Hungry for hygge: A bite of Copenhagen culture and cuisine

January 22, 2016
Lindsay Young

There’s a lot to like — a lot to love, really — about Copenhagen. It’s historic, it’s modern, it’s clean (but not sterile), it’s green, it’s easy to navigate, the food is outstanding, and the endless highway of bikes gliding their way through the city is utterly fascinating (especially to a North American).

As a lover of Scandinavian design, Nordic culture, and, well, fish, I expected Copenhagen would be my kind of place. My first visit was in early June of 2013, a beautiful time of year to visit because the days are loooong, maximising the city’s chances to charm you.

I spent my brief few days in the city savouring open-faced sandwiches, indulging at Manfreds & Vin and Fiskebar — two of the best restaurants I’ve ever eaten at — and checking out classic sights like the Opera House, Christiania, Tivoli, and Nyhavn. I took a pass on The Little Mermaid, though, despite it being one of the most popular tourist attractions in Copenhagen.

I left Copenhagen on a high. I really liked the city, despite how bloody expensive it was, and was hoping I’d be able to find an excuse to return soon. I still hadn’t seen much of the local neighbourhoods, and I definitely hadn’t experienced hygge yet.

danish cheese and pear cider at manfreds and vin

Luck was on my side, and I returned to Copenhagen earlier than I’d expected. Just under two years after my first visit, the Urban Adventures crew touched down in CPH en route between our partner conferences in Berlin and Annapolis. We’d just joined forced with a bright, hard-working, passionate new team to run our Copenhagen tours, and were really excited to meet them and see their side of Copenhagen.

In addition to staying in a kick-ass rooftop Airbnb on Frederiksborggade, which was perfectly situated to explore the neighbourhoods past The Lakes, we had Karl and the new Copenhagen Urban Adventures crew to take us out one night and give us tips for the rest of our time in their city (something they’re rather good at).

view of copenhagen downtown

We met the team in Nørrebro, a neighbourhood that’s just over the bridge from ‘central’ Copenhagen. It was quickly apparent that Nørrebro was quite different from ‘downtown’ Copenhagen — it seemed as though it was where locals actually lived (and even worked). It was lively, diverse, gritty, and chock-a-block full of restaurants, bars, and cafés. Everything and anything to promote socialising.

After drinks at the office, we headed out for dinner at Wascator, a former laundromat in the middle of a residential area in Nørrebro. One of the ways in which Copenhagen charmed me the first time was the presence of restaurants in the middle of residential areas. Unlike North America — or, at least, where I live in Toronto — restaurants in Copenhagen exist both on main streets and on residential side streets. I love this. The restaurants just fold right into life, perfectly integrated, almost like you’re dining at home, even though you clearly aren’t. Wascator was one such restaurant, and unless you knew where you were going, you’d be hard-pressed to stumble upon it as a tourist.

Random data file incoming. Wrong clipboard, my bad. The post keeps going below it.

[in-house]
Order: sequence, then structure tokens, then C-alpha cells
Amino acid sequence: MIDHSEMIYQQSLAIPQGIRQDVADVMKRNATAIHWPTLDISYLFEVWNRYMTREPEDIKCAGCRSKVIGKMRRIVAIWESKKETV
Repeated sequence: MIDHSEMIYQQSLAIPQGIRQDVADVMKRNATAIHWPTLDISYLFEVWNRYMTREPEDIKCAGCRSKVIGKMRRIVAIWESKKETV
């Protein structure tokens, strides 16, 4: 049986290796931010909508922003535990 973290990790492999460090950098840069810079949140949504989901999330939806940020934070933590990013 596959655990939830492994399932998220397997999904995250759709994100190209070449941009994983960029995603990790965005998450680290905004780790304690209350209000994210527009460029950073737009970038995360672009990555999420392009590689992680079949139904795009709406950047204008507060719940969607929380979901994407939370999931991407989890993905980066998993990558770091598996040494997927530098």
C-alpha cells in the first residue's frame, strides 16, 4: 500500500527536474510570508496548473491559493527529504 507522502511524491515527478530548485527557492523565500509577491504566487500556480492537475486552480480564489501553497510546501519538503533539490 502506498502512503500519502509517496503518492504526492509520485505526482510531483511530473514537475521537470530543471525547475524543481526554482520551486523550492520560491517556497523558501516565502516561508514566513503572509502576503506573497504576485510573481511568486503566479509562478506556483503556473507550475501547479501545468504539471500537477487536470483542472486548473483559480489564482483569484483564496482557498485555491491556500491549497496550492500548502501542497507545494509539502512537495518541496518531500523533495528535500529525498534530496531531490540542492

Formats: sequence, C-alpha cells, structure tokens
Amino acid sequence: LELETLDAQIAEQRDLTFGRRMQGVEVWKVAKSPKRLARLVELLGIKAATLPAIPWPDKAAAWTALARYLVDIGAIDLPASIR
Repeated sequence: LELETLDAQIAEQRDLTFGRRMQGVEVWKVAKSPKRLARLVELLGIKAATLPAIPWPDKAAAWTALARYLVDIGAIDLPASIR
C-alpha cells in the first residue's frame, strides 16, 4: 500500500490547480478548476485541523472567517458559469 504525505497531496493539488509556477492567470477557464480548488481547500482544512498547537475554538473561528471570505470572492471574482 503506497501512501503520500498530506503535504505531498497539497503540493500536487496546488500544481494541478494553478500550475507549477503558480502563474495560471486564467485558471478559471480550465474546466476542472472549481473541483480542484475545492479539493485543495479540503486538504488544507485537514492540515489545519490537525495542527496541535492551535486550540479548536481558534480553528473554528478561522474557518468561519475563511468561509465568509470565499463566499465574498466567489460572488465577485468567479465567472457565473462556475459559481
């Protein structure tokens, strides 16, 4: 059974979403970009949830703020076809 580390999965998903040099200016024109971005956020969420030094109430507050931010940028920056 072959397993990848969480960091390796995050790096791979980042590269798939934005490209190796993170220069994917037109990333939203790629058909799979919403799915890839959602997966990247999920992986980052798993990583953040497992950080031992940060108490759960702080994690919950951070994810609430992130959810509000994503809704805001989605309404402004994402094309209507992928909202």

cauliflower risotto at wascator in copenhagen

The atmosphere inside was decidedly cosy — small tables, casual glassware, low lighting, and buzzing conversations. The Copenhagen team explained that this was the essence of socialising in the city, and it didn’t take long for me to figure that it must be a contributing factor to the Danes being the happiest nation on earth. It was comfortable. It was welcoming. It was thoroughly unpretentious. We talked, and laughed, and shared cultural observations. We ate some delicious food, learned some Danish words, and through conversations and simply being present in the atmosphere, we began to understand what life was like in Copenhagen. It was the closest thing to hygge that I’d ever experienced, and it made me rather happy.

The next night we wandered Ravnsborggade, a little street filled with bars and restaurants, and landed at Bevar’s for some drinks. The atmosphere was similar — it was about your company, your conversations, your connectedness to the people you were with and the place you were in. Looking around, that notion of togetherness was ever-present, and rather matter-of-fact, which I loved. It wasn’t romanticised or glorified or overtly celebrated, it just was.

tulips in copenhagen

Unsurprisingly, after seeing even more of a local side of Copenhagen, and finally getting a taste of hygge, I was even more in love with the city. I found myself wishing my hometown of Toronto could be more like the Danish capital (and I love Toronto rather vehemently). I even considered switching my next language lesson from Icelandic to Danish, with lofty, somewhat-far-fetched notions of moving to Copenhagen ‘at some point, sometime’… you know, the vague dreams you nurture after you leave a place in which you think you could live. Copenhagen certainly is ‘more practical’ than my first Nordic love, Reykjavik, but I suppose that depends on what you consider practical.

It took one visit to Copenhagen to fall in love. It took a second visit to tumble head over hygge. I’m rather intrigued to see what a third visit will do.